Center for Public Policy Studies

Marek Kwiek held a RISIS Research Seminar in Lugano, Switzerland: “The Changing Changing Demographics of the Global Academic Workforce in OECD Countries, 1990-2020”

Marek Kwiek held a RISIS Research Seminar at the University of Lugano, Switzerland on May 11, 2022:

“The Changing Changing Demographics of the Global Academic Workforce in OECD Countries, 1990-2020”

The European Research Infrastructure for Science, Technology and Innovation policy Studies (RISIS) aims at building a data and services infrastructure supporting the development of a new generation of analyses and indicators.

The link to the even is here: https://www.risis2.eu/event/research-seminar-on-the-changing-demographics-of-the-global-academic-workforce-aging-expansion-and-sex-differences-in-science-across-the-oecd-countries-1990-2020/

The recording of the 90-minute seminar is avialable from YouTube: https://www.youtube.com/watch?v=JH5gPeJj804

Abstract

The seminar will be focused on new opportunities to study the global academic workforce from the perspective of its changing demographics. The major questions will be: how does the age profile of scientists in the OECD area change across countries, disciplines, gender, and over time, in the past three decades? Is the global academic profession graying or rejuvenating, expanding or contracting, and at what rates? How is the role of women scientists changing, who is staying in universities and what do the sex differences between incoming, outgoing and staying scientists mean for academic careers?

In this seminar, we will discuss methodologies of ascribing major demographic and career characteristics to individual scientists included in large bibliometric datasets, and their limitations: gender, dominating discipline, publication prestige, and academic age (N = 11,000,000). Specifically, biological age is an important sociodemographic factor in studies of academic careers (research productivity, scholarly impact, and collaboration patterns), together with disciplines and gender. However, academic age as a proxy has its limitations. We will briefly analyze these limitations in academic career studies, using as an example the entire population of Polish academic scientists visible in the last decade in global science and holding at least a PhD degree (N = 20,569).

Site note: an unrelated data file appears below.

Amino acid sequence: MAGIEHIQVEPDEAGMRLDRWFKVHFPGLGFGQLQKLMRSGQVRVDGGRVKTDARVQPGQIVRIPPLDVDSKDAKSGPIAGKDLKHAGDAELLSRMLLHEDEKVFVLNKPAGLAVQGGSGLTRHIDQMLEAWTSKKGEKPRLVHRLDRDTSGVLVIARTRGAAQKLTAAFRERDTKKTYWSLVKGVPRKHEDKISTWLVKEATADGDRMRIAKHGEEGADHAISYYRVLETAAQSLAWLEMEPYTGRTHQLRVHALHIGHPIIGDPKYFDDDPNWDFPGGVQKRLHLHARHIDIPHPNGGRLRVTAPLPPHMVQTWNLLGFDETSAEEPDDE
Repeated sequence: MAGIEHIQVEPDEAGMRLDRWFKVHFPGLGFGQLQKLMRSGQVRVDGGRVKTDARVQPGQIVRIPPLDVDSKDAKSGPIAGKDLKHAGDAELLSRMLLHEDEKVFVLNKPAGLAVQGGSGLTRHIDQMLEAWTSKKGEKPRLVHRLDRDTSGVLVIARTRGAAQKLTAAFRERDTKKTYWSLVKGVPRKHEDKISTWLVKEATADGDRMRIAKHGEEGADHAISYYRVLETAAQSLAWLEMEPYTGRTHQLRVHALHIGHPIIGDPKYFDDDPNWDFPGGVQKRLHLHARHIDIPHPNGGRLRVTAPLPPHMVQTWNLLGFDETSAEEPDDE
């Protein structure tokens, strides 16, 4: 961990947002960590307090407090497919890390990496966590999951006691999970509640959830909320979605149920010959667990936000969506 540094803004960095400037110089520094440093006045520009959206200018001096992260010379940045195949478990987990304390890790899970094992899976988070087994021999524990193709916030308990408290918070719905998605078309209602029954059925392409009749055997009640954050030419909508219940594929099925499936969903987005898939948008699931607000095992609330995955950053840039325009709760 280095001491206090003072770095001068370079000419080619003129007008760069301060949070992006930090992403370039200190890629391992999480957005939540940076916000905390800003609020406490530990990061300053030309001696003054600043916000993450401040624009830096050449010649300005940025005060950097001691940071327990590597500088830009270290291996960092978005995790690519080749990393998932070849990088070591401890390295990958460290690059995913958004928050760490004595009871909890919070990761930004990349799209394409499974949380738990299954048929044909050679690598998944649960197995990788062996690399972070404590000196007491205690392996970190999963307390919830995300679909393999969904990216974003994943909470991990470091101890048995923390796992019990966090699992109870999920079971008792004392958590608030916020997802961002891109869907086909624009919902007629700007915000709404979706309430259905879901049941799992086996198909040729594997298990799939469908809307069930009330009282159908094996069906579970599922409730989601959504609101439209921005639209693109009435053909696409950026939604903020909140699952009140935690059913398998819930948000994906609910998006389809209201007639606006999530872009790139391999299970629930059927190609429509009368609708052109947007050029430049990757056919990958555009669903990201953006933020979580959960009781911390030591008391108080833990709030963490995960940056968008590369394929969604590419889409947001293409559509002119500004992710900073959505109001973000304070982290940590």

We will compare briefly the advantages and disadvantages of (1) working with large-scale international comparative survey data of the academic profession, (2) working with large bibliometric datasets (of the Scopus type), and (3) working with large biographical, administrative, publication and citation datasets created by merging national registries of scientists with the Scopus dataset. The increasing importance in academic career studies of working with raw data at the micro-level of individual scientists will be emphasized.

The discussant was Professor Samin Aref, University of Toronto.

 

Marek Kwiek held a RISIS Research Seminar at the University of Lugano, Switzerland on May 11, 2022:

“The Changing Changing Demographics of the Global Academic Workforce in OECD Countries, 1990-2020”

The European Research Infrastructure for Science, Technology and Innovation policy Studies (RISIS) aims at building a data and services infrastructure supporting the development of a new generation of analyses and indicators.

The link to the even is here: https://www.risis2.eu/event/research-seminar-on-the-changing-demographics-of-the-global-academic-workforce-aging-expansion-and-sex-differences-in-science-across-the-oecd-countries-1990-2020/

The recording of the 90-minute seminar is avialable from YouTube: https://www.youtube.com/watch?v=JH5gPeJj804

Abstract

The seminar will be focused on new opportunities to study the global academic workforce from the perspective of its changing demographics. The major questions will be: how does the age profile of scientists in the OECD area change across countries, disciplines, gender, and over time, in the past three decades? Is the global academic profession graying or rejuvenating, expanding or contracting, and at what rates? How is the role of women scientists changing, who is staying in universities and what do the sex differences between incoming, outgoing and staying scientists mean for academic careers?

In this seminar, we will discuss methodologies of ascribing major demographic and career characteristics to individual scientists included in large bibliometric datasets, and their limitations: gender, dominating discipline, publication prestige, and academic age (N = 11,000,000). Specifically, biological age is an important sociodemographic factor in studies of academic careers (research productivity, scholarly impact, and collaboration patterns), together with disciplines and gender. However, academic age as a proxy has its limitations. We will briefly analyze these limitations in academic career studies, using as an example the entire population of Polish academic scientists visible in the last decade in global science and holding at least a PhD degree (N = 20,569).

We will compare briefly the advantages and disadvantages of (1) working with large-scale international comparative survey data of the academic profession, (2) working with large bibliometric datasets (of the Scopus type), and (3) working with large biographical, administrative, publication and citation datasets created by merging national registries of scientists with the Scopus dataset. The increasing importance in academic career studies of working with raw data at the micro-level of individual scientists will be emphasized.

The discussant was Professor Samin Aref, University of Toronto.